Q: How long were you in Myingyan?
 A: '95 to '97. I finished my sentence there. There was a reduction of the date. But totally I was in jail for seven and a half years. We political prisoners, when we are to be released from the jail, the jail authorities have to inform the Military Intelligence about our case. If the MI Service member doesn't want them released from the jail, the jail will detain them as "unlimited." There's a lot of prisoners that they have that kind of continued detention because of the MI. I knew some who had it.
 Q: Is that the case with Min Ko Naing?
 A: Yes.
 Q: After you were finished, where could you go?
 A: I could not go freely. I had to inform the authorities of my township. I could not sleep at my friends' house. I went to my parents. I needed to inform to the authorities, to sign it that I was not involved in the political movement or with the political friends, like that. I needed to guarantee that, and for two years after I was released, they watched me. I had to sign that every month.
 Q: Did they give you back your identity card after jail?
 A: My card was left at my home while I was in jail. [At the time of my arrest] my house was searched completely by the military and my parents were severely warned about me. It was very hard for them to go far away [to visit me while I was in Myingyan] and the transportation charge was very high. Buying the food [to bring] was very expensive. Because my parents are not rich. They also forced my father and mother to retire. My sister was detained three days in a military interrogation camp, and then she was released.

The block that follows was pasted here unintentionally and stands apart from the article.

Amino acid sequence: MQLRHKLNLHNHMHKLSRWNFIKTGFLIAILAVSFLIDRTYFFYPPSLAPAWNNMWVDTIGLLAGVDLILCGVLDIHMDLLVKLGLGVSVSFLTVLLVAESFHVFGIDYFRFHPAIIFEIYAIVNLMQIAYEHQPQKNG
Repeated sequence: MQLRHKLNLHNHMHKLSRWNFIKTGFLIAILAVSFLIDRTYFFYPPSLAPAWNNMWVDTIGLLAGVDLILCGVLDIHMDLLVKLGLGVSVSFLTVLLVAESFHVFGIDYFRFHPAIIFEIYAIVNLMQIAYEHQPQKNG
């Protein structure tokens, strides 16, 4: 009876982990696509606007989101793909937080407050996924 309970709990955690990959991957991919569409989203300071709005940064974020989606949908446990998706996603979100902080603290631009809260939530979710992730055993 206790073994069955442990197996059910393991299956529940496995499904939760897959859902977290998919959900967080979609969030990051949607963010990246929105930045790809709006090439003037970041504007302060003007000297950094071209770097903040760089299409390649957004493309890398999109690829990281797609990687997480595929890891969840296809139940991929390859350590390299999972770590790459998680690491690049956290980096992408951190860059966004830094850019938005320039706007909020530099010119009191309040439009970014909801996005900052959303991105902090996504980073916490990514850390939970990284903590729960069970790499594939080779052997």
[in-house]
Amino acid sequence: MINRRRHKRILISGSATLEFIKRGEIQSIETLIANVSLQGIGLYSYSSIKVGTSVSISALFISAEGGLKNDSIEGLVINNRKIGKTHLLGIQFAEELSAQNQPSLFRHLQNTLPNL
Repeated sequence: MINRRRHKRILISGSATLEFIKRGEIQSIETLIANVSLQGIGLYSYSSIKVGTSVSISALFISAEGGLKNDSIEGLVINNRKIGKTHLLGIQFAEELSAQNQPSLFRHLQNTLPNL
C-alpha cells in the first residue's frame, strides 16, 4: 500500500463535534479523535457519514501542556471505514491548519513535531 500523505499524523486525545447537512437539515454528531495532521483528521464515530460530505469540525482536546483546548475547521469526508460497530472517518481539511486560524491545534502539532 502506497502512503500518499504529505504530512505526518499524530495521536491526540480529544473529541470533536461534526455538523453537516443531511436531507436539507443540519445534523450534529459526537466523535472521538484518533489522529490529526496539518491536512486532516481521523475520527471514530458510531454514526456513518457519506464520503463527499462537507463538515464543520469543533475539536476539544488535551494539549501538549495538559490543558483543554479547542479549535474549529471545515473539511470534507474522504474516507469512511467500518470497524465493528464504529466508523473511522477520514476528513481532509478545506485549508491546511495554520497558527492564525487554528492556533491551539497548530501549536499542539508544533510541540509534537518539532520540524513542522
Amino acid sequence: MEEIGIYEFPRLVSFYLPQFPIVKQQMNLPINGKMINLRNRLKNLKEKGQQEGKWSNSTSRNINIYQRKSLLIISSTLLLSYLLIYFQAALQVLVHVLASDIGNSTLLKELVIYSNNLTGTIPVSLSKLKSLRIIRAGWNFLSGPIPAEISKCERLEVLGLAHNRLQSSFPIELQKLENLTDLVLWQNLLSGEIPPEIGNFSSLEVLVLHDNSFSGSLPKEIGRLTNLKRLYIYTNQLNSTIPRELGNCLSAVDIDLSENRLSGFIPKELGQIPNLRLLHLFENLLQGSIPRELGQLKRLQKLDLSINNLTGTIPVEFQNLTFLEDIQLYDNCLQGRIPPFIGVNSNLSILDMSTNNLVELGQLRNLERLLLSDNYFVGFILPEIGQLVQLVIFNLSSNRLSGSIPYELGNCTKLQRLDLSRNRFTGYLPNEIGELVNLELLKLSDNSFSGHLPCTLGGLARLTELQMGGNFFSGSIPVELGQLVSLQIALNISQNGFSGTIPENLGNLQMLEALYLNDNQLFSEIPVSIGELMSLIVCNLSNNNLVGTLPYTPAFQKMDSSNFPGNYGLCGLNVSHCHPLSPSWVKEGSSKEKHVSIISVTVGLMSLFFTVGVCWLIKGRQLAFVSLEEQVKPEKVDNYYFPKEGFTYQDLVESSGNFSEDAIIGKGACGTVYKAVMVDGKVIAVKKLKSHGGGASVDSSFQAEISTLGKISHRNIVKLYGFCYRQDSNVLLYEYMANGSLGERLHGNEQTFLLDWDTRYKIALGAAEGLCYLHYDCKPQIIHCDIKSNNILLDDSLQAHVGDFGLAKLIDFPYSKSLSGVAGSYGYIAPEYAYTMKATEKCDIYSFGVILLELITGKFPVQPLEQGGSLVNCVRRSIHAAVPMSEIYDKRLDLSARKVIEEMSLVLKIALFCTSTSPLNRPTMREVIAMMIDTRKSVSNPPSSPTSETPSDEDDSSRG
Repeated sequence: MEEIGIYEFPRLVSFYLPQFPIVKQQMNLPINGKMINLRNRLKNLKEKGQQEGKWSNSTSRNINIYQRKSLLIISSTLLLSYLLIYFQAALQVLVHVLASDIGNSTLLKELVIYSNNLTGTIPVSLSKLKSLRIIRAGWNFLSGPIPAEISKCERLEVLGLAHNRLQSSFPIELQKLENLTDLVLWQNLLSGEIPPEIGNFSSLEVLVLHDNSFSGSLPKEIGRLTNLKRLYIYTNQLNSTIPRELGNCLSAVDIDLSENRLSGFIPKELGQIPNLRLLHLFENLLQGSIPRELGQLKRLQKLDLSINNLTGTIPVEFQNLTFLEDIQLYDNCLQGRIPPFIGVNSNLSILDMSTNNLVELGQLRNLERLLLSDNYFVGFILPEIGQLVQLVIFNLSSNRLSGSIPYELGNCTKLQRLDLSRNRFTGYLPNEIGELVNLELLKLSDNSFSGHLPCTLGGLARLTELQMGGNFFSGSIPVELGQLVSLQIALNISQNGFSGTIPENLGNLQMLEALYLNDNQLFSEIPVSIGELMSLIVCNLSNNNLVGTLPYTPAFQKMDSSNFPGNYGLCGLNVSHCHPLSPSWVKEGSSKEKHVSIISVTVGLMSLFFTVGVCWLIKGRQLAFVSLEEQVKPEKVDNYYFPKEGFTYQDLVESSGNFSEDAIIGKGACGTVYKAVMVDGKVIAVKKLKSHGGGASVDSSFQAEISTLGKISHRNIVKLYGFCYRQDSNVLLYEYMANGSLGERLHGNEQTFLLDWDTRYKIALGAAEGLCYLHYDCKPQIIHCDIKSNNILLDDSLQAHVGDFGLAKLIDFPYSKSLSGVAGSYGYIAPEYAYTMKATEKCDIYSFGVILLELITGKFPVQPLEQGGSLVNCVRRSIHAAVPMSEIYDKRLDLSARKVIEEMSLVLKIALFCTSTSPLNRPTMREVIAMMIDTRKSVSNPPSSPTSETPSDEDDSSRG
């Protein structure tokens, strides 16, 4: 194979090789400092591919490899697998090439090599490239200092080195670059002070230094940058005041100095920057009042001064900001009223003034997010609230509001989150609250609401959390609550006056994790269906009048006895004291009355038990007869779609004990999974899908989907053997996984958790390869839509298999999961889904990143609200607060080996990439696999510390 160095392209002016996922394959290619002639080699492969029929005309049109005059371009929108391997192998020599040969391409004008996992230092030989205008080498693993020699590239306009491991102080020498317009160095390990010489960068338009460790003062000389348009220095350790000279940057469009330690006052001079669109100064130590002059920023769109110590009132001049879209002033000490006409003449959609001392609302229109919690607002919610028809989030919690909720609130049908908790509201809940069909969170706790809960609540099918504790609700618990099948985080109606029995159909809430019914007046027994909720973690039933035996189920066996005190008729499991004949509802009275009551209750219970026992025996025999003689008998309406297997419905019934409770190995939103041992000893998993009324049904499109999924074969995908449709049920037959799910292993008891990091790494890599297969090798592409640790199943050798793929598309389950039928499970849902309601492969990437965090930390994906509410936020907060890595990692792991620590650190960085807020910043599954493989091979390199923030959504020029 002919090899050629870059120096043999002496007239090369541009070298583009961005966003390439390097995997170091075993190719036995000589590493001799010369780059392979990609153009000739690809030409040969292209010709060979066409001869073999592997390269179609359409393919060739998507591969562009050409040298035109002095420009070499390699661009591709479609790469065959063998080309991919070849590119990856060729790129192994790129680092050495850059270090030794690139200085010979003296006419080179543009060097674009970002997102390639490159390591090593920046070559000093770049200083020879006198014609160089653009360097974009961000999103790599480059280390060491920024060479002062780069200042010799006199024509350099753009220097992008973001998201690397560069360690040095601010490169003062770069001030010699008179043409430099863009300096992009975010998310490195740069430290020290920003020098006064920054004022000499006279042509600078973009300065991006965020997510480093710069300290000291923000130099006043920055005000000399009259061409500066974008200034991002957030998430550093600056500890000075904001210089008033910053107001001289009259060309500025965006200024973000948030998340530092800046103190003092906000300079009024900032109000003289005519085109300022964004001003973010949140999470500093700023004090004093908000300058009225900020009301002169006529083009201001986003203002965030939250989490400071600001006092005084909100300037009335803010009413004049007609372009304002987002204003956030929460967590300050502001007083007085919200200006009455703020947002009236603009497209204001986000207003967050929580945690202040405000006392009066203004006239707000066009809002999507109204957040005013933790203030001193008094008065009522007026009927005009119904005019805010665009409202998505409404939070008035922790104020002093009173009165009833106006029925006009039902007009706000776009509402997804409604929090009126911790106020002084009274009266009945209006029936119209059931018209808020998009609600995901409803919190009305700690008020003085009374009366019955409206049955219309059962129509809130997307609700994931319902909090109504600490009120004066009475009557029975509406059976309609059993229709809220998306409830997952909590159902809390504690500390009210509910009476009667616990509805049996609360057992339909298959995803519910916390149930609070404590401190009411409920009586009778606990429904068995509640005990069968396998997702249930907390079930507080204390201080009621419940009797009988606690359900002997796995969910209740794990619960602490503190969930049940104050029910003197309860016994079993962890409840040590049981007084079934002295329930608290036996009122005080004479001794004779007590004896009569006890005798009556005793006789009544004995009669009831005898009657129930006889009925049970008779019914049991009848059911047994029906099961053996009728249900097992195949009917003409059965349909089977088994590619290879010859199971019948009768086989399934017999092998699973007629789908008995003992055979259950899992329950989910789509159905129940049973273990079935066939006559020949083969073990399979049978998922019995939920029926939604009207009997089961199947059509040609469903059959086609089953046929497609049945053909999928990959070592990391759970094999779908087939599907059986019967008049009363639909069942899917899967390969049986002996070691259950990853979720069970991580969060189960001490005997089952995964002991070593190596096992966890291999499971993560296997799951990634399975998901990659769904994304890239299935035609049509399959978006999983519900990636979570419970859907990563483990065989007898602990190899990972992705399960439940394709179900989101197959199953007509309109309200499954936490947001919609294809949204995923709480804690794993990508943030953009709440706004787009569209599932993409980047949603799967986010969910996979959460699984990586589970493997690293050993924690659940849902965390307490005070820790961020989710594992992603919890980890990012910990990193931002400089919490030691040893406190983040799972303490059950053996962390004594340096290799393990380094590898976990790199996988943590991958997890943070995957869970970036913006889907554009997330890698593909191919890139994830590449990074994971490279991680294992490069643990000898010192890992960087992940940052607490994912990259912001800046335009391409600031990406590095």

I wasn't allowed to continue my final year studies at the university, they don't like me studying on the university campus. They don't like talking to me. I tried many times [requesting] to the registrar. I had no work. I could not try, people don't like to work together with me, because of me they may get some trouble. I cannot get a police clearance.
 Q: During the year 2000 just before you left, what was your impression of the human rights situation?
 A: There's no political rights at all in the country. As for me, I was released from the jail and I had no right to meet with other people, other old friends who came out from jail.
 Q: How did people find out information about politics?
 A: Most of the news, we get from the broadcasting service like BBC, VOA or RFA. And in Rangoon, some of the news we can get from the news release from the NLD party.
 Q: Did you ever see public political things like stickers, posters or graffiti?
 A: Very rare. Because many people are very scared of the government. You cannot believe your friends because most people are informers, they inform to the military agents because they want to get opportunity. So if you're thinking about like that, and discuss with my friend, "Oh, I want to sticker something to protest the government," he is an informer and I will be arrested. It is very rare, but many students of the next generation try it, many times. But they cannot make assembly, [gather] many people. Because the government has a very high investment in the informers. Very hard.
 Q: What about 9/9/99?
 A: Four nines, many people tried it. But not too much. The NLD supported many students. But...
 Q: What is your impression about recent events within the SPDC?